Putin visits Russian skier after broken back surgery
Russia's President Vladimir Putin (R) visits Russian Olympic skicross racer Maria Komissarova at a hospital in Sochi, February 15, 2014. Photo by Mikhail Klimentyev, RIA Novosti/Kremlin/Reuters.
SOCHI, Russia - Russian Olympic skicross racer Maria Komissarova underwent six-and-a-half hours of spinal surgery on Saturday after breaking her back in a Sochi 2014 training crash.
The 23-year-old had a metal implant inserted and surgeons said they would not know how successful the operation had been for three or four days.
Her condition was serious but she was in a stable condition, the Russia Freestyle Skiing Federation said, adding that she was likely to be taken to a Moscow hospital or go abroad for treatment when it was possible to move her.
Her mother, Maria, was due to arrive in Sochi on Sunday.
President Vladimir Putin visited Komissarova on Saturday evening to wish her a rapid recovery and doctors briefed him on the surgery, the federation said.
Komissarova told Putin her father was extremely worried, so the president called him to offer his assurances that the doctors were doing their best to help her make a full recovery, it added.
The International Olympic Committee (IOC) said in a statement: "Our thoughts are with the athlete and the family".
Komissarova suffered the injury during training at the PSX Olympic skicross venue at Rosa Khutor Extreme Park. She was taken to Krasnaya Polyana Hospital Number 8, which was specially built for the Olympics, where doctors decided to operate.
"During one of her training runs, Maria injured her spine," the freestyle team's head of press Mikhail Verzhba said. "It is a serious injury."
Verzhba said the athlete had received medical assistance almost immediately.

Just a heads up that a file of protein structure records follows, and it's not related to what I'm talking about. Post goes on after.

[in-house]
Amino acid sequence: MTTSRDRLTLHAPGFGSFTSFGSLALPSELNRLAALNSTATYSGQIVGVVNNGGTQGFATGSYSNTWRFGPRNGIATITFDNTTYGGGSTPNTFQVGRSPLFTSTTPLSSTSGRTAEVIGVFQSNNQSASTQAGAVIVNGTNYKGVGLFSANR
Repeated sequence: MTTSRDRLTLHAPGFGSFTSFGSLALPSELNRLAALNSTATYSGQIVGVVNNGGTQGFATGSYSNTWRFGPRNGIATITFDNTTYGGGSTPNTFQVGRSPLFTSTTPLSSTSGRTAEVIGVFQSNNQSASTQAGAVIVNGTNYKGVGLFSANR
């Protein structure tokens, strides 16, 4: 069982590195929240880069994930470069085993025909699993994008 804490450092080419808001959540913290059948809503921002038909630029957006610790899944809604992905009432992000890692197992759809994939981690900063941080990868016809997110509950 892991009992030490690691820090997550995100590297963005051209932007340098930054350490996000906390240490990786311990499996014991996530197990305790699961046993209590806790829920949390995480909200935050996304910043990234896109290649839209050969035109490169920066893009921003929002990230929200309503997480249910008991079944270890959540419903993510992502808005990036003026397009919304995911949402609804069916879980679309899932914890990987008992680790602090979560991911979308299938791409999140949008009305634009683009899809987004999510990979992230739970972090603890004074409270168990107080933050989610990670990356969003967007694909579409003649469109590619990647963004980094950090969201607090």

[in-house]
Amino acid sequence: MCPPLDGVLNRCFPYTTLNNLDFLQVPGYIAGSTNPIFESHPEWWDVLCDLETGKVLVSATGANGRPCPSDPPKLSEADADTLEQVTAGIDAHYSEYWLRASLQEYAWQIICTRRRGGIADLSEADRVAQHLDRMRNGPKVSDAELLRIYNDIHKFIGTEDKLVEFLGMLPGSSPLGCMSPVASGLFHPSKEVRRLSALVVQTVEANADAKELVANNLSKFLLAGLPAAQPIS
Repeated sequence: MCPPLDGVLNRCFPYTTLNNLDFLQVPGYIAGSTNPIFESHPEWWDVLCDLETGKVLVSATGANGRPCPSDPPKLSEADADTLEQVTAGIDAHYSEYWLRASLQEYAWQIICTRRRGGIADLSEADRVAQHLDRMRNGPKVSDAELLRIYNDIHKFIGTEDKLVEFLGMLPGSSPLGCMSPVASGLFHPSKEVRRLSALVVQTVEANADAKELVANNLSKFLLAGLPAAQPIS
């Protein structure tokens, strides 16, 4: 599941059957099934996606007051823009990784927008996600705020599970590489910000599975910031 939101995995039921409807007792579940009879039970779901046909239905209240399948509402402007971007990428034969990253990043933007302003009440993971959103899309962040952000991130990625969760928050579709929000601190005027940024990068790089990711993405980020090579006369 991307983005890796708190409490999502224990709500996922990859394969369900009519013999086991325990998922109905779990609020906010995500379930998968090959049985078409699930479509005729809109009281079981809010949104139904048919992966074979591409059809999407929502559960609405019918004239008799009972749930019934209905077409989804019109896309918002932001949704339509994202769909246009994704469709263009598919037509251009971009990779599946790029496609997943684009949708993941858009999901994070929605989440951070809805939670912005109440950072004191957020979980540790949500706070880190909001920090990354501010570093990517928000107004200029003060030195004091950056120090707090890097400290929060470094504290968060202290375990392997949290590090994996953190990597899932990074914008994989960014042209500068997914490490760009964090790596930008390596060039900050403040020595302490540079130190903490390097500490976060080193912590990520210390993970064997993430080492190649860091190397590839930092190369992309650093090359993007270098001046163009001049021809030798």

The 1,200-metre skicross course at Extreme Park is a medium-pitch slope which features cambered turns, gap jumps, drops and flat sections.
The skiers race down the course in groups of four in a test of speed, skill and aggression with the first across the line the winner.
"You will never be able to exclude any kind of risk," IOC President Thomas Bach said.
"We feel very sorry for the athlete. We hope that the operation will be successful and that she will be back."
Bach said that, as he understood it, the accident had nothing to do with conditions at the Extreme Park.
"The first information is that it was nothing to do with the infrastructure, the snow conditions. It was in a training session and this unfortunate incident happened.
"Our thoughts are with the athlete."
Komissarova's accident comes two days after a track worker at the Feb. 7-23 Olympics was struck by a bobsleigh, suffering two broken legs.
The worker was hit by the "forerunner", which is sent down the track ahead of the official competitors to check for safety.
Russian ski jumper Maksim Maksimochkin was taken away on a stretcher on Wednesday night after crashing during practice on the large hill. He spent the night in hospital and was diagnosed with two fractured ribs.
On the slopes, Liechtenstein's medal hope Tina Weirather missed the downhill and super-G after suffering a heavy bruise when she fell in downhill training on Sunday. She was not entered in the combined.
Slovenia's Rok Perko broke his nose in a fall in men's downhill training, while French skier Brice Roger tore his anterior cruciate ligaments in the same training session and is out for six months.
Canadian Marie-Michele Gagnon dislocated her shoulder after straddling a gate in the super-combined on Monday. She returned for the super-G today but skied out.
In figure skating, Jeremy Abbott slammed into the barriers after falling on his opening jump. He lay grimacing in pain for almost a minute but then finished his programme.
Komissarova's crash, though, marks the first major athlete accident of the Sochi Games.
Four years ago, a tragic pall hung over the Winter Olympics in Vancouver when Georgian luger Nodar Kumaritashvili died in a crash during a training run on the day of the opening ceremony. (Additional reporting by Nick Mulvenney and Alexei Anishchuk in Sochi, Alan Baldwin and Dmitry Rogovitskiy in Rosa Khutor; Editing by Peter Rutherford)